Sunday, 2 June 2013

Thank Jesus it's Sunday?

As the first service of the day slowly creeps nearer I find my self thinking about the various responses to Sunday that I have encountered thus far in my life. Here, for brevity's sake are four (bet you know more):

The Enthusiast
They've jumped out of bed and can't wait for church. This is one of the high points of the week for them - a chance to share with their church family and break bread, sing. listen (and hopefully learn, and pray!

You know the sort, they're always excited about church and God and stuff.
One of the  people in a church a few churches back one pointed at one of these and said, in a non-approving tone, 'That's N, he's one of those enthusiastic Christians!'

The Dutiful
A few years back, at one of the early communion services, someone said to me,'I wouldn't have come this morning but I had to to because I was handing out the hymnbooks!'

These are the people for whom church has become a commitment that has to be met and to be honest, I think that we (me and them) both wonder why they come at times. They have something to do and so they come and do it (for which I am truly grateful, for many who have things to do don't) but they have lost the joy of living with God and generally just work with Him.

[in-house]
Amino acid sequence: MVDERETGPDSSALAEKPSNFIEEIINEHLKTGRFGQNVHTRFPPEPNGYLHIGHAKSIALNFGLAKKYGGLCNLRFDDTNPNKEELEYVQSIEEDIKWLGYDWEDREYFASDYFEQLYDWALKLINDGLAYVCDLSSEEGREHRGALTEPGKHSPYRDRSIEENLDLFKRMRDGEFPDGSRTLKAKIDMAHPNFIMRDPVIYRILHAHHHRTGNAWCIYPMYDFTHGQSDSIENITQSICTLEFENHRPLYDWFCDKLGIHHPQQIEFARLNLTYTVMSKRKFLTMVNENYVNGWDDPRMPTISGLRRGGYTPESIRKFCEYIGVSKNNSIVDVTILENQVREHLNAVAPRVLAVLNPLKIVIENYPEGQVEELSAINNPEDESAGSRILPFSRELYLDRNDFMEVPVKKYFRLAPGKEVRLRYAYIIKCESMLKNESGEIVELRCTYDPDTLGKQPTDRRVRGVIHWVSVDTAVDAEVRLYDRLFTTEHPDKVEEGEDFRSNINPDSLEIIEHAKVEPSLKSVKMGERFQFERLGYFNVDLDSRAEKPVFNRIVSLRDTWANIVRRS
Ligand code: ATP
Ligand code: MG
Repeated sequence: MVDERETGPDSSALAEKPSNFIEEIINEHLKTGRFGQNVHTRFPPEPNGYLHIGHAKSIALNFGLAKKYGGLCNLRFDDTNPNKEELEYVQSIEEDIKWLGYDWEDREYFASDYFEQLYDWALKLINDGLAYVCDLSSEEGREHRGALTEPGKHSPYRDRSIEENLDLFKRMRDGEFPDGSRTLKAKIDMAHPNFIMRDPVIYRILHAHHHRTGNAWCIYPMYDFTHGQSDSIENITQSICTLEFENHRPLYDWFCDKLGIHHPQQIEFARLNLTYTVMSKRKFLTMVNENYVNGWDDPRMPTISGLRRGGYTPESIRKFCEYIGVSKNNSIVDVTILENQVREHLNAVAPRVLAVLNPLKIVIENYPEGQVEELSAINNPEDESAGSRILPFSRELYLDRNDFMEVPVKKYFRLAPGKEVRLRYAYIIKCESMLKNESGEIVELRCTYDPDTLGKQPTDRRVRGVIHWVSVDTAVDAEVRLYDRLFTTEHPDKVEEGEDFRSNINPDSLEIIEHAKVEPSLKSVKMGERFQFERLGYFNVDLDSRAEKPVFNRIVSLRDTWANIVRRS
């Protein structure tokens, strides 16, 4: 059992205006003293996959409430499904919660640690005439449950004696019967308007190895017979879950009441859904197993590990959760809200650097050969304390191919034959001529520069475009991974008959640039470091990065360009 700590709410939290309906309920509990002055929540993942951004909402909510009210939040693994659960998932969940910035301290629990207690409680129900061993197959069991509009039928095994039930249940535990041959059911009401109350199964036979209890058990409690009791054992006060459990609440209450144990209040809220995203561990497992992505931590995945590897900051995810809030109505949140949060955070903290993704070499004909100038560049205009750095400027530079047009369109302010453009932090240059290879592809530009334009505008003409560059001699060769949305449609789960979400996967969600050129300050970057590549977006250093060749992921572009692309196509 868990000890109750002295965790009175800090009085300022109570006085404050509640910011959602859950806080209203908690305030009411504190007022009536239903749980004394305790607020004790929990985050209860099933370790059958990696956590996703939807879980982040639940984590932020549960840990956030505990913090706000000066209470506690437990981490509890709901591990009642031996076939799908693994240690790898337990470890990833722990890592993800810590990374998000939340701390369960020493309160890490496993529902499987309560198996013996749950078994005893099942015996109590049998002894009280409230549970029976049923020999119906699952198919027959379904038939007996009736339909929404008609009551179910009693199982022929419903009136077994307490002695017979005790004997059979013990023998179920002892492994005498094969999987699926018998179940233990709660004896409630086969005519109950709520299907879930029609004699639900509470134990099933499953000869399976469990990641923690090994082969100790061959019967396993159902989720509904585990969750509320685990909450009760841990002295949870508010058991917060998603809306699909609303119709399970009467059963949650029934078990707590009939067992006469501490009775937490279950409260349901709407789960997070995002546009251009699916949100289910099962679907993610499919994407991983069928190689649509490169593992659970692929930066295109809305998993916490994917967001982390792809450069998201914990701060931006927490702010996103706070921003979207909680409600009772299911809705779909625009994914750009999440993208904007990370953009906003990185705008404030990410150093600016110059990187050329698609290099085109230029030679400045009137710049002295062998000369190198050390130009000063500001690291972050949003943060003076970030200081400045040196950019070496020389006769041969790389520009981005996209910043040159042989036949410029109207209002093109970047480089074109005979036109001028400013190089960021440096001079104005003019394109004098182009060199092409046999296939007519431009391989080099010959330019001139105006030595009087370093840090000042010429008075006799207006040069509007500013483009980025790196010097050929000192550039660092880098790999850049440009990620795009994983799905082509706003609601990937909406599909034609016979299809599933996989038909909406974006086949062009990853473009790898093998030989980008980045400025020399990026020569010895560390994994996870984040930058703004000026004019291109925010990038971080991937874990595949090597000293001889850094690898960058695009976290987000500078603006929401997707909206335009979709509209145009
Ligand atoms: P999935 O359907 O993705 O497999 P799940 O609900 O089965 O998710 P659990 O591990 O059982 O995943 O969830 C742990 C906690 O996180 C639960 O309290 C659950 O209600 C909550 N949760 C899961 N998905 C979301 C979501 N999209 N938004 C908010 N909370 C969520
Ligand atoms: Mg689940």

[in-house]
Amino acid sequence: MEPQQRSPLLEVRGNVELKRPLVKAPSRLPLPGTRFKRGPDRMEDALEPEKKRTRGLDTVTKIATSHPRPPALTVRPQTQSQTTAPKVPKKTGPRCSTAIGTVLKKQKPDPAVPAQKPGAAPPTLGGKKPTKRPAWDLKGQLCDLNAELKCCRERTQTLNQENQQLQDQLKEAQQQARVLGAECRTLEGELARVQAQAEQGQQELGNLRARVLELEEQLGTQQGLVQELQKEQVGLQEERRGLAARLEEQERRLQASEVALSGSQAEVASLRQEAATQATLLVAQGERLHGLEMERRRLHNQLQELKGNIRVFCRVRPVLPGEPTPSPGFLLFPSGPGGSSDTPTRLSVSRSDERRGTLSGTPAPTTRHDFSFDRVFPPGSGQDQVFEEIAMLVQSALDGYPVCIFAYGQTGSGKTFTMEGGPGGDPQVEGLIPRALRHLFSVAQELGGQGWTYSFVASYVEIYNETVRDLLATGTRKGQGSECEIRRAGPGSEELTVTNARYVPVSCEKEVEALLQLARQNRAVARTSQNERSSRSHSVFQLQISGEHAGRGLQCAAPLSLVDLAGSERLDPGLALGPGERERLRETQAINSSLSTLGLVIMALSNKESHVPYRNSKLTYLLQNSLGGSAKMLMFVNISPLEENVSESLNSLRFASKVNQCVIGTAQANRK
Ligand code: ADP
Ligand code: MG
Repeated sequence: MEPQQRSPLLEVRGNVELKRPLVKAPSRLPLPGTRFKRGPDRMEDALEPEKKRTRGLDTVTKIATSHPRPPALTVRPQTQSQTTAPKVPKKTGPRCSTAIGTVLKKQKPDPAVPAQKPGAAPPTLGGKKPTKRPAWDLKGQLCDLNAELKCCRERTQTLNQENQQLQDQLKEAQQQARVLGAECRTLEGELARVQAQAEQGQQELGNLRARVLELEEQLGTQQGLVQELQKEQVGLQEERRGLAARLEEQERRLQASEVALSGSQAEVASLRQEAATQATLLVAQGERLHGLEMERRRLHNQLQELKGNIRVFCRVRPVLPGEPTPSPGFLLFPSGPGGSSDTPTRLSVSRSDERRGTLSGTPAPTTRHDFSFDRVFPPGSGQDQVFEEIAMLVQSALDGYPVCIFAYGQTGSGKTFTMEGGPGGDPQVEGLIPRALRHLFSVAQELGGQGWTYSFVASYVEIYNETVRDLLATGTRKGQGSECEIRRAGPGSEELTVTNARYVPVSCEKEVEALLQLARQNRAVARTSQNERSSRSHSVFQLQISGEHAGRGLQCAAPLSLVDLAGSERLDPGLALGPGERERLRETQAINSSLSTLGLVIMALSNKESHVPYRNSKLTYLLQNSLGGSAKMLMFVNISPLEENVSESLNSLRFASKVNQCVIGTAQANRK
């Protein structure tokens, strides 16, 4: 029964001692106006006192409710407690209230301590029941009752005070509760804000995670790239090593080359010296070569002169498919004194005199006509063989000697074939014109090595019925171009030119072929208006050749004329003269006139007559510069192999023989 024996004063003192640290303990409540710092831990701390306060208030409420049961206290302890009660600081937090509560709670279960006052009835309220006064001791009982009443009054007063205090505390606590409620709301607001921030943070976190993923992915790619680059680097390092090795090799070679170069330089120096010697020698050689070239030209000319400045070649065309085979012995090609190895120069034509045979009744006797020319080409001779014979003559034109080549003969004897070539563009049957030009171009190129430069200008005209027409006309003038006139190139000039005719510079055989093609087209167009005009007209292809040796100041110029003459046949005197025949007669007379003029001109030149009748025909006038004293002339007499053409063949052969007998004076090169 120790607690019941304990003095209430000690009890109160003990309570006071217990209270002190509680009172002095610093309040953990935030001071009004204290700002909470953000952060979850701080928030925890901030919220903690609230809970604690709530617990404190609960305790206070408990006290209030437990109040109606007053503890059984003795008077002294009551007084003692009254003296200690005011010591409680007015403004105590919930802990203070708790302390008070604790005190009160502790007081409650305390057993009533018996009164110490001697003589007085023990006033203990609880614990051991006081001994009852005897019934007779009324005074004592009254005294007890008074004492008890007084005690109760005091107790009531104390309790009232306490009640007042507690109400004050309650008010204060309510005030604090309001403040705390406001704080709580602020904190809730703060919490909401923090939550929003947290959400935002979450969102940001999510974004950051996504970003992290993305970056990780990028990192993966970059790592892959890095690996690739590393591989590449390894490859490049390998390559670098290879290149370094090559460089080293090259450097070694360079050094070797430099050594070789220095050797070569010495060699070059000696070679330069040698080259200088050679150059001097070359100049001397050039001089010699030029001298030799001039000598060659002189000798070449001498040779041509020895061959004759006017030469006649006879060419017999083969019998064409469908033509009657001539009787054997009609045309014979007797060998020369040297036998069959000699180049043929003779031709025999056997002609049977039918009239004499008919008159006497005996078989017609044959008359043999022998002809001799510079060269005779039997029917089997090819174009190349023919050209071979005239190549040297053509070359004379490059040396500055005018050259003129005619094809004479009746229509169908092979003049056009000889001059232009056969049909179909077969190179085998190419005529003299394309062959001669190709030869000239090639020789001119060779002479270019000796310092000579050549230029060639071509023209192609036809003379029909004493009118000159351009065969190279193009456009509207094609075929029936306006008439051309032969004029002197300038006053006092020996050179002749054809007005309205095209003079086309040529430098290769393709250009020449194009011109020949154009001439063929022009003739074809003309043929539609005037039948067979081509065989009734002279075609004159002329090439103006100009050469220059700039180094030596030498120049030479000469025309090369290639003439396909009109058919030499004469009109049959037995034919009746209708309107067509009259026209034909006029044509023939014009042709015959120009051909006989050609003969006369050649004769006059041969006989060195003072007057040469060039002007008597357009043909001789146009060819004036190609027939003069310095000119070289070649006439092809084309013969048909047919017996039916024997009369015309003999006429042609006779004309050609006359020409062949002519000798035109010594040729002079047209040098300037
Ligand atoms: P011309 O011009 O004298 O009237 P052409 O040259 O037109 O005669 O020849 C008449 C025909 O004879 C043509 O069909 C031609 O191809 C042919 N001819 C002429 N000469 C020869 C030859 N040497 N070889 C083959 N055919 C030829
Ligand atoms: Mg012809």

The Habitual
A discussion with a church member from another fellowship led me into the knowledge that 'They've always come to the church,' and so they continue to come. They were brought by their parents (who were brought by their parents and so on) and it's what they do on a Sunday.

As I discussed Christian things with them I became aware that they might have some miles on the clock in terms of church attendance but that they'd rarely brought their brains and emotions with them (essential if 'church' is to be of any value I fear) and the sermon was the place for drifting off and planning lunch or sorting out the handbag and the like.

The Pressed Men
Doing a service somewhere recently I met a couple who obviously didn't want to be in the church building. Throughout the service the mumbled the responses, barely sang the songs and couldn't wait to flee.

So (of course) I tackled them at the door and asked a few questions and it turned out that:

They 'had' to be there to have their banns read and having taken the medicine that is church were keen to leg it before they were collared by some one (so that worked well, didn't it?). Going to church was the price that had to be paid for the use of the their building on their 'big day'.